Football season is on and that means you’ll probably go to a tailgate party or two! What if, while enjoying a healthier tailgating experience, you come across first-timers that are still struggling to understand how tailgating is ‘a thing’? You might be used to it, but for the rest of the world, it’s a uniquely American experience! So, be a good host and get these rookies up to speed on all the good things tailgate parties have to offer, and if you’re lucky, they might tell you about their own traditions back home!
Here’s some crazy-interesting (or just plain crazy!) traditions from other countries; like tailgating, they might seem odd to foreigners…but they’re surely just as fun!
Līgo and Jāņi (Latvia)
The annual Latvian celebration of the summer solstice is celebrated in a big, big way in Latvia. And it’s not really a complicated affair: wreaths or garlands of oak leaves and flowers worn on the head, dancing and jumping over huge bonfires, and lots and lots of beer and homemade cheese…the main thing is staying awake to greet the morning sun! This friendly celebration is a mix of different pagan customs and beliefs that has also become one of the most celebrated dates in Latvia, so plan ahead and give it a go!
The Grape Harvest National Festival (Argentina)
The Fiesta Nacional de la Vendimia (or the Grape Harvest National Festival) in Mendoza, Argentina, is a world-renowned, traditional holiday celebrating the transformation of grape into (YUM) wine! The celebration includes a solemn, religious act that marks the official beginning, when the grapes are blessed by a Catholic archbishop on the last Sunday of February…But things pick up on the first Friday of March, where the big celebrations (including float parades, partying, and of course, copious amounts of wine) begin in earnest! Remember though: If you are currently on your phentermine treatment, you might want to think twice before indulging in alcohol.
The Onbashira Matsuri, or ‘Honored Pillars Festival’ is held every six years in the Lake Suwa area of the Nagano Prefecture, in Japan. Also known as one of the most dangerous festivals in the world, rivaling the San Fermín running of the bulls in potential fatalities, it’s celebrated by felling sixteen fir trees to use them as ‘honored pillars’ and symbolically restoring four shrine buildings (Suwa Grand Shrine). It is also a celebration of sheer manliness: the dangerous “Kiotoshi”, or riding a 10-ton log down a hill like a sled, hoping not to be crushed, is one of the main highlights of this celebration. Any man able to ride it all the way to the bottom without falling is crowned that year’s “hero”. In case you decide to participate, here’s some tips to resume workouts if you survive the festival.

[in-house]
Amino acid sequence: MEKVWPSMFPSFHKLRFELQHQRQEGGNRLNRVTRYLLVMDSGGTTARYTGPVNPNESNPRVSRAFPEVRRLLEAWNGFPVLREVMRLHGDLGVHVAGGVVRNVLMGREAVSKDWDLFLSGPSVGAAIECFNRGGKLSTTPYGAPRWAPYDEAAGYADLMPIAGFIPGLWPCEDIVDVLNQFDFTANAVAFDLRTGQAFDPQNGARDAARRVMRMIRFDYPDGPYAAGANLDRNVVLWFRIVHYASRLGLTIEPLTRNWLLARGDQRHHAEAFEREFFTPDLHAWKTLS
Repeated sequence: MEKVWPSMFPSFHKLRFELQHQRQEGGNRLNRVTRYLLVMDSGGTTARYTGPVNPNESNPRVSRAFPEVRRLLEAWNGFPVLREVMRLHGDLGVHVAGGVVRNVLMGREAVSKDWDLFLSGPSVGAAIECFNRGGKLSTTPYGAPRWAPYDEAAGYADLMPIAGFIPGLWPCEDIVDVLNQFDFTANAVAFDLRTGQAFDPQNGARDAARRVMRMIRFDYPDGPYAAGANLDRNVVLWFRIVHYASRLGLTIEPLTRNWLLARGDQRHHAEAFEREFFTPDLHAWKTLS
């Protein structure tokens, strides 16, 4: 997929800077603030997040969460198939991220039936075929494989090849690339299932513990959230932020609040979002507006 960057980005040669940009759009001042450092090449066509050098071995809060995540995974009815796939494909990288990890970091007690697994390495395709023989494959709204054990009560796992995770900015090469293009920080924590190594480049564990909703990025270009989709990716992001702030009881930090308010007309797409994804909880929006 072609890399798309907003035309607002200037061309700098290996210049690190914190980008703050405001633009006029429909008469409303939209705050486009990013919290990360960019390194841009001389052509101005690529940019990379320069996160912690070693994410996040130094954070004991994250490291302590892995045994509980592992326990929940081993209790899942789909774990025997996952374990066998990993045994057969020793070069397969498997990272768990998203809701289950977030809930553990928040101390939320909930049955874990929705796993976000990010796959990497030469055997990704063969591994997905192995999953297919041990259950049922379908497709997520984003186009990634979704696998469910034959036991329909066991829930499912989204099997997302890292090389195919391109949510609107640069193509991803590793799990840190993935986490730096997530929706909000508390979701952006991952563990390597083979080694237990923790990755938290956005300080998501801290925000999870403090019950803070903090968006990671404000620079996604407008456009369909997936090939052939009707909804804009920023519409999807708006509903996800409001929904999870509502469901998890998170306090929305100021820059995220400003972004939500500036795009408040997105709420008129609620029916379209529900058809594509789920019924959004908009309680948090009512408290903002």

Russefeiring (Russ celebration) – Norway
From it’s humble origins as the commemoration of the introduction of red “russ” caps (russelue) to graduation celebrations to indicate the imminent acceptance into systems of higher education, the Russefeiring has become a national holiday and full-blown, 3-week party binge for Norwegian teenagers graduating from high-school. This rite of passage into adulthood is known for the color-coded uniforms worn by seniors, the ‘party buses’ (russ vehicles) sporting complex, excessive sound systems and sometimes even bars and flat screens, and the three-week partying most students engage in, before they graduate into the next stage of their lives (adulthood and higher education).
Ati-Atihan (The Philippines)
Known by some as ‘the Mardi Gras’ of the Philippines, this national holiday predates the well-known carnival celebration by a few centuries. Originally born out of respect and gratitude from one tribe of settlers seeking refuge (the Datus) to the Ati, the people inhabiting the Panay Island (Ati-Atihan means ‘to be like Atis’), the celebration has become religious, adopting elements of Christian religion with Animism and ancient tagalog faith. It now is a colorful, week-long celebration of parades, masses and processions culminating in a weekend party of dancing, feasting and fun! You might want to cover your bases and learn some tips on avoiding vacation weight gain if you plan on visiting!
As you can see, there’s a wealth of traditional celebrations out there; they might look weird to you (as tailgating parties surely do for visitors to the U.S.!) but beyond all the differences, the important part is this: the things they have in common—celebrating our life and our passions; bonding with family, neighbors and strangers; and having a really good, fun time! Be sure to check out other crazy, offbeat holidays and vacation ideas, but if you’re headed to the parking lot of your home team stadium, read some of our suggestions for a healthier tailgating celebration of our American pastimes!